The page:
ILE DE GOREE, Senegal (AP) _ This notorious symbol of the African slave trade, the final stop on President Clinton's tour of the continent, is a mecca for American blacks in search of their roots.

The stone pathways and colonial-style homes in pastels of yellow, orange and pink off the westernmost point of Africa make it seem more like a quaint vacation spot.

It's also a symbol of war and peace: ``The Guns of Navarone'' was filmed at a fort here, and atop the cliff Gregory Peck scaled to attack Nazi troops is a colony of Baye Falle. The Muslim counterculture sect, stressing music and art, lives amid the gun turrets.

For centuries, this now-peaceful retreat was a living hell for waves of humanity enslaved and packed off to the Americas in crowded ships.

The reddish-colored House of Slaves is now a deeply moving pilgrimage site for many black Americans, especially after the 1970s TV series ``Roots'' and the new Steven Spielberg film ``Amistad.''

Visitors take the half-hour ferry ride from the port of Dakar to discover this rocky 50-acre island with portside cafes and schoolchildren playing under baobab trees.

Clinton and his wife, Hillary, were flying to Senegal today from Botswana and are scheduled to visit Goree Island on Thursday. Mrs. Clinton visited here last spring without her husband.

Red bougainvilleas and vines cover the cracked white walls winding along the pathways. The only transportation is foot power.

As the museum's guides explain, slaves were stuffed into pens, inspected, priced and branded like animals. Fed once a day, they were held there for months on end.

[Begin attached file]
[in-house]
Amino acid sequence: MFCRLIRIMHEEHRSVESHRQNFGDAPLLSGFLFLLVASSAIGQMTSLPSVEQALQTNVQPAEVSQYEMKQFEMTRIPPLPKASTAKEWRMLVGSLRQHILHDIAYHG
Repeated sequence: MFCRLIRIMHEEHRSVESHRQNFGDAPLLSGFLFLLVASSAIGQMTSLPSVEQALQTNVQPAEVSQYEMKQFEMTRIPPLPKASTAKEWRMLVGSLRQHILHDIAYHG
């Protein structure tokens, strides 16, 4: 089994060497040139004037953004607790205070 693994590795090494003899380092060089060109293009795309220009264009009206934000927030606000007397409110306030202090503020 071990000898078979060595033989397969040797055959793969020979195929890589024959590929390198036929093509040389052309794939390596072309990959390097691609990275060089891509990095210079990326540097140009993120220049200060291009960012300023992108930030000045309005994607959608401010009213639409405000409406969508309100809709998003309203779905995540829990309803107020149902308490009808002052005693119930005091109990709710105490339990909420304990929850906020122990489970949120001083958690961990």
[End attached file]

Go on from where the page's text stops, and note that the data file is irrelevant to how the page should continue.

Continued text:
Those who struggled were chained to the walls and their rooms partially flooded with seawater as punishment. Others were kept in solitary confinement in a dark, cone-shaped cubby hole.

Through the green ``Door of No Return'' leading to the sea flowed a stream of enslaved humanity, forced onto ships headed for another world. The sight of the sea is strangely foreboding, a terror that echoes from the past.

Outside that door, raw meat was thrown into the water off the rocky shore to attract sharks that would frighten slaves from jumping off the vessels.

There's some debate on just how large the slave trade was on the island, but the symbol remains.

``You see it on the movie screen, but when you're up close to it, you really feel it,'' said Akua Pokua, a 36-year-old mother from Ghana, after touring the house. ``It's mind-boggling.

``We Africans weren't particularly blameless,'' she said. ``The collaborators here sold the slaves. I think everybody's to blame, I guess.''

Across the island, at the fort that attracted Hollywood's eye, the Baye Falle hung their laundry on clotheslines strung across empty gun turrets turned into small dwellings.

One turret was turned into ``Cafe Touba.'' A multicolored plastic tricycle sat atop a munitions bunker inhabited by artists.

``May peace prevail on earth,'' read a signpost in several languages, planted in another turret at the fort called Le Castel.

``It's founded on tolerance. You really feel at home,'' said Ousman Fall, 25, in a black New York Yankees beanie, a stone necklace and a sweatshirt urging the legalization of marijuana.

Even the marketplace is far more relaxed than the aggressive atmosphere in Dakar, where merchants hustle for business and where street kids buzz around tourists to gently lift their wallets.